Buy Side Short on Derivatives Infrastructure

Terry Flanagan

Buy-side investors have been increasingly branching out beyond plain-vanilla stocks-and-bonds portfolios, deploying derivatives such as futures, options and swaps to try to boost risk-adjusted return.

But on balance, asset managers’ infrastructure has not kept up with the evolution, and for some firms, significant attention is needed on front, back, and middle offices in terms of capacity to process derivatives transactions.

That’s the view of technology providers SimCorp and Citisoft, which conducted a webinar to discuss the topic last week.

“Asset managers should really consider changing or reassessing their systems and technology platforms,” said Paul Migliore, chief executive of CitiSoft. “More advanced technology will drive investment performance as well as mitigate risk and cost.”

According to speakers on the webinar, dated technological infrastructure has become a legitimate concern that can result in an asset manager being unable to support the timely modeling of new instruments, an erosion of competitive advantage, and a slower time to market new products.

There has been an ongoing, regulator-driven transition for over-the-counter derivatives, which are being pushed from privately negotiated transactions to transparent trading and central clearing. “Trading will take place on fully electronic platforms, have mandatory central clearing, and a reporting into new trade repositories,” said Migliore.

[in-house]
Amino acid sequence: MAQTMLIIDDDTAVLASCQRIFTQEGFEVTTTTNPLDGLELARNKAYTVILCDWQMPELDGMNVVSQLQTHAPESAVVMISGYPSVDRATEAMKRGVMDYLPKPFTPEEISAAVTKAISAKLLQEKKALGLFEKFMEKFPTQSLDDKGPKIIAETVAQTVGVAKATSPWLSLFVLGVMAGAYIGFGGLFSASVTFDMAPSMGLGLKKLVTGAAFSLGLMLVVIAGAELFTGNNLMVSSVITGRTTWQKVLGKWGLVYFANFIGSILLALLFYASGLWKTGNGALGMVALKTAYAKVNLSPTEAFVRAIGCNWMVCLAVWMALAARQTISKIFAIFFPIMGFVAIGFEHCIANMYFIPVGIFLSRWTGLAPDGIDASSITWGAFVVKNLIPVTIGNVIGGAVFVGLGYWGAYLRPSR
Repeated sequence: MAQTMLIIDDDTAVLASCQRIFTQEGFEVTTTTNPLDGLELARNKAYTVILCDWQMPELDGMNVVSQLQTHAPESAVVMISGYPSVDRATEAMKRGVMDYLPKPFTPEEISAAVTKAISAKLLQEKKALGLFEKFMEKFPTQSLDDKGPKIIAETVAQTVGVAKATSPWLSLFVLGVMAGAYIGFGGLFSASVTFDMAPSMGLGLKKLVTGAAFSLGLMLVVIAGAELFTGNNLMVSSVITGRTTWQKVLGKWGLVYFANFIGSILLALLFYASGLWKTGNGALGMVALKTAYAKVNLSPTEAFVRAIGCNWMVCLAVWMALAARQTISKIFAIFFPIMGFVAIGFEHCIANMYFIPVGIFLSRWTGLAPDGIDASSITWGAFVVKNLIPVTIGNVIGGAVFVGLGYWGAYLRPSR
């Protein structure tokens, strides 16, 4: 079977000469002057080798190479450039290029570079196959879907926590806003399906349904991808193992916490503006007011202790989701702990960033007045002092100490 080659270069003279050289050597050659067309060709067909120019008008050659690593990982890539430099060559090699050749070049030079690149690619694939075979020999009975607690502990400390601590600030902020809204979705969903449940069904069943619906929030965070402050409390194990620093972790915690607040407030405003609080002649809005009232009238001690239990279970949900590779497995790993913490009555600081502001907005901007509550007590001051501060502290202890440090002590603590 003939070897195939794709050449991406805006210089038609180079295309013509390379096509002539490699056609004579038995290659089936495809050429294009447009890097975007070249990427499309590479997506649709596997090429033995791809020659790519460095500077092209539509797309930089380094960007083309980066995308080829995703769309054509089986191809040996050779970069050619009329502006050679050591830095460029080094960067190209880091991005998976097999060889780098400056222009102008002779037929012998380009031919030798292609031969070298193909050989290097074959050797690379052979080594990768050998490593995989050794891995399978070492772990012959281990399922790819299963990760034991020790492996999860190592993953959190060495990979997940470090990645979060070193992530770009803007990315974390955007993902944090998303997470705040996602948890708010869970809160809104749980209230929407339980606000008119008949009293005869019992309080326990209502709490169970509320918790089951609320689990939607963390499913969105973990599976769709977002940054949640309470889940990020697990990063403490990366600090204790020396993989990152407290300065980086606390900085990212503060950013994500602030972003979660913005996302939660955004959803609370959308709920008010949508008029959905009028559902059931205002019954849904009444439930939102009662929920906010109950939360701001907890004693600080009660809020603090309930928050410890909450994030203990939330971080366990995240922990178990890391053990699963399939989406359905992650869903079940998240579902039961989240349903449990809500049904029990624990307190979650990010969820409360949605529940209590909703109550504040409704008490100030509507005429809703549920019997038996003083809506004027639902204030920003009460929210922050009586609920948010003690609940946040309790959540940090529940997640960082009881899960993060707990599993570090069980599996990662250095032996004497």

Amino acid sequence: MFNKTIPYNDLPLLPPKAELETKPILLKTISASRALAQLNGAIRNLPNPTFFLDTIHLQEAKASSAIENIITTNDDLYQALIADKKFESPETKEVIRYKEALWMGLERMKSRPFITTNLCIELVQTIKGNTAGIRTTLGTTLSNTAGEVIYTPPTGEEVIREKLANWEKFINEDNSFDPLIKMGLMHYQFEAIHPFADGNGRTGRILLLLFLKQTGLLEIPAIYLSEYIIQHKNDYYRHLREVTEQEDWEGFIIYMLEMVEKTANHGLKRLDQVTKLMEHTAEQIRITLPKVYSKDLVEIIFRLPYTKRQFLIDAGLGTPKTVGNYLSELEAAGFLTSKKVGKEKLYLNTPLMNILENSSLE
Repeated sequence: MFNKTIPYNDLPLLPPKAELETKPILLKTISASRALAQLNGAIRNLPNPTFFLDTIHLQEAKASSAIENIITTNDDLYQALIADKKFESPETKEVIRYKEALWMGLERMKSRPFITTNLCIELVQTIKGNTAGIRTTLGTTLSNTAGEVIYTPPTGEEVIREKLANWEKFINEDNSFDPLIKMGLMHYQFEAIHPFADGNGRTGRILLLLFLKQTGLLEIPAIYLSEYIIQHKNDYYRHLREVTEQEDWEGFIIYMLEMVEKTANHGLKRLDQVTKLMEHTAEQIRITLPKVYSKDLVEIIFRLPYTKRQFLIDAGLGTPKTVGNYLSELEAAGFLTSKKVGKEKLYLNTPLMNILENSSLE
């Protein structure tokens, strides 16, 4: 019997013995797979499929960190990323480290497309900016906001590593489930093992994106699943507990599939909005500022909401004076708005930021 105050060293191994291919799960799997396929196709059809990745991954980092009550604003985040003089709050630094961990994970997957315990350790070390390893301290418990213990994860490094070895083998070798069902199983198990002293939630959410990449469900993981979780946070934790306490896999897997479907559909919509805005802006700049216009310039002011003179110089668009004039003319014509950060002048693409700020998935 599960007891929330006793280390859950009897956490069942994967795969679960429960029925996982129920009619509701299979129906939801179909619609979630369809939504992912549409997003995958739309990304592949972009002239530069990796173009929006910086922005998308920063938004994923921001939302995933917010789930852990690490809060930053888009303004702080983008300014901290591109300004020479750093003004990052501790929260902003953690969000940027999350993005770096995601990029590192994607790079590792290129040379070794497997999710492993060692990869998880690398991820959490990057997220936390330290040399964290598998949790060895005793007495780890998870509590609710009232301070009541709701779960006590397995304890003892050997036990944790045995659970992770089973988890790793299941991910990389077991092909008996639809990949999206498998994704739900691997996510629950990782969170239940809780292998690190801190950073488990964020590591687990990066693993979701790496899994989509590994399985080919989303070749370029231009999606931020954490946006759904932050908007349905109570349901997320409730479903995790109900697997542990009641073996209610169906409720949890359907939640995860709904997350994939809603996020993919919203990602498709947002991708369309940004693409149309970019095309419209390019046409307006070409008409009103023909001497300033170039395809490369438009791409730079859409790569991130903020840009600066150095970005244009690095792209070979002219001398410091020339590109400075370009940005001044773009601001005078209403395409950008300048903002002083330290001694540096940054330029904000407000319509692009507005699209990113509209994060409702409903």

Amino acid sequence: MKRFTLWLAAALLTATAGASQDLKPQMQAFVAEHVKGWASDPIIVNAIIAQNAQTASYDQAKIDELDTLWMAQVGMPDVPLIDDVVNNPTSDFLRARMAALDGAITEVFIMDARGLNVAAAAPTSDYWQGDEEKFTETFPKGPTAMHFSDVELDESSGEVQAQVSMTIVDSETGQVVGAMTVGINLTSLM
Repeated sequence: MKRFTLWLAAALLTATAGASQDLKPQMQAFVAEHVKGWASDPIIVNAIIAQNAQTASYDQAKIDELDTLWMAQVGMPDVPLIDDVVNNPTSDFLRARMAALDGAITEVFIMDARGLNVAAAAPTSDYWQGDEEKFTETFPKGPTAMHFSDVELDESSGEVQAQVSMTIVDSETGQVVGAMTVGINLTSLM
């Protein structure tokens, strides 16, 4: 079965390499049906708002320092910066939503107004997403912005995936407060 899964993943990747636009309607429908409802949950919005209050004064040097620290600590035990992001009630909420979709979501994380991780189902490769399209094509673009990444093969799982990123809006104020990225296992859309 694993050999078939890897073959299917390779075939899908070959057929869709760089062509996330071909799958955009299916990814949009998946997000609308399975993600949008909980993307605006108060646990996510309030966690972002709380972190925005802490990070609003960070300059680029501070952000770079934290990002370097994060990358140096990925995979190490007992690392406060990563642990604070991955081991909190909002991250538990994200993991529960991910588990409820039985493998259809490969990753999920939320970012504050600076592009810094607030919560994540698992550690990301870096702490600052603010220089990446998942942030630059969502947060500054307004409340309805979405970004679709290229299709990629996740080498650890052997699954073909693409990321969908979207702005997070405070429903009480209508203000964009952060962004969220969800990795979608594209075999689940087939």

Technology will continue to evolve, and buy-side usage of derivatives is here to stay, Migliore said. The use of derivatives has increased to the point where it is no longer is accurately categorized in the alternative trading.

“The potential of risking costs on legacy platforms is very real – it is both a ‘real’ factor and a ‘fear’ factor,” added Migliore. “Regulatory changes are underway and the risk of providing support on legacy systems is great.”

Implementing state-of-the-art derivatives processing can “make a big difference in integrated workflows, accurate reporting, and the implementation of new financial instruments.” Migliore said

Adapting to this shift will likely be different depending on the company. “Each organization will have its own set of struggles, but the most effort and change will most likely take place in the mid- and back- office,” noted Migliore.

Looking at the big picture, he added “we have an opportunity for change to drive better investment performance.”

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